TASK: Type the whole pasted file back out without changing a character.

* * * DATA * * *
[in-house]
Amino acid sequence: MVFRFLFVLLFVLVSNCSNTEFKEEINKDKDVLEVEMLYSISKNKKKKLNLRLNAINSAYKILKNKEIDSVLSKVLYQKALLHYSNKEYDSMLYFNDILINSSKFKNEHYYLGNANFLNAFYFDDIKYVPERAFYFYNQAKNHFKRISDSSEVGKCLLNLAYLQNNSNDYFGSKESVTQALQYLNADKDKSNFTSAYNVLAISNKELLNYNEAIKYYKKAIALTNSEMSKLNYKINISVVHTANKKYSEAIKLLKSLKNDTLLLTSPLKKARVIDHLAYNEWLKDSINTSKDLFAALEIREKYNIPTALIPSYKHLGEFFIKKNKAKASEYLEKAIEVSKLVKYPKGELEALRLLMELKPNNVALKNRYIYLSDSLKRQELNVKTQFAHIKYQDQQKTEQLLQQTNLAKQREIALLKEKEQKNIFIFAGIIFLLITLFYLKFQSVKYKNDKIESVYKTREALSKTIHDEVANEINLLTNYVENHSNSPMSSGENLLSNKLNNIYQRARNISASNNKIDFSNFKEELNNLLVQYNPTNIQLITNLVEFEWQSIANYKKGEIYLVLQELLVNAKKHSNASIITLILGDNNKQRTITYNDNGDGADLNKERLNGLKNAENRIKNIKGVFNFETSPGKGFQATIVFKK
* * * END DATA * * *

[in-house]
Amino acid sequence: MVFRFLFVLLFVLVSNCSNTEFKEEINKDKDVLEVEMLYSISKNKKKKLNLRLNAINSAYKILKNKEIDSVLSKVLYQKALLHYSNKEYDSMLYFNDILINSSKFKNEHYYLGNANFLNAFYFDDIKYVPERAFYFYNQAKNHFKRISDSSEVGKCLLNLAYLQNNSNDYFGSKESVTQALQYLNADKDKSNFTSAYNVLAISNKELLNYNEAIKYYKKAIALTNSEMSKLNYKINISVVHTANKKYSEAIKLLKSLKNDTLLLTSPLKKARVIDHLAYNEWLKDSINTSKDLFAALEIREKYNIPTALIPSYKHLGEFFIKKNKAKASEYLEKAIEVSKLVKYPKGELEALRLLMELKPNNVALKNRYIYLSDSLKRQELNVKTQFAHIKYQDQQKTEQLLQQTNLAKQREIALLKEKEQKNIFIFAGIIFLLITLFYLKFQSVKYKNDKIESVYKTREALSKTIHDEVANEINLLTNYVENHSNSPMSSGENLLSNKLNNIYQRARNISASNNKIDFSNFKEELNNLLVQYNPTNIQLITNLVEFEWQSIANYKKGEIYLVLQELLVNAKKHSNASIITLILGDNNKQRTITYNDNGDGADLNKERLNGLKNAENRIKNIKGVFNFETSPGKGFQATIVFKK